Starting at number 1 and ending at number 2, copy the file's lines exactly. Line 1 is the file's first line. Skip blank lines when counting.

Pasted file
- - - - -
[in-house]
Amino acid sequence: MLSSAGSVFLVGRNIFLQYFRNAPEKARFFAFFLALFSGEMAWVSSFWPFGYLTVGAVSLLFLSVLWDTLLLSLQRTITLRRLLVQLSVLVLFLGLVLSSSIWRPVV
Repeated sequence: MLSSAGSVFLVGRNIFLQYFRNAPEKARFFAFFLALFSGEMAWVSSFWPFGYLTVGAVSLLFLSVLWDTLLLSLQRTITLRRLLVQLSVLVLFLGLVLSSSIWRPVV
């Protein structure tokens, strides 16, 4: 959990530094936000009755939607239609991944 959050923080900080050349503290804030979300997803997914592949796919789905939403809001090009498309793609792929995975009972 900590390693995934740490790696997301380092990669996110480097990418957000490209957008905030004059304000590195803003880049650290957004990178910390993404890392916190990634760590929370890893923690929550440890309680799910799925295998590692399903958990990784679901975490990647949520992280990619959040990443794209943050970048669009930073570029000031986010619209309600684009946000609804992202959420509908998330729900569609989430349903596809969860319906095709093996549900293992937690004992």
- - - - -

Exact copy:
[in-house]
Amino acid sequence: MLSSAGSVFLVGRNIFLQYFRNAPEKARFFAFFLALFSGEMAWVSSFWPFGYLTVGAVSLLFLSVLWDTLLLSLQRTITLRRLLVQLSVLVLFLGLVLSSSIWRPVV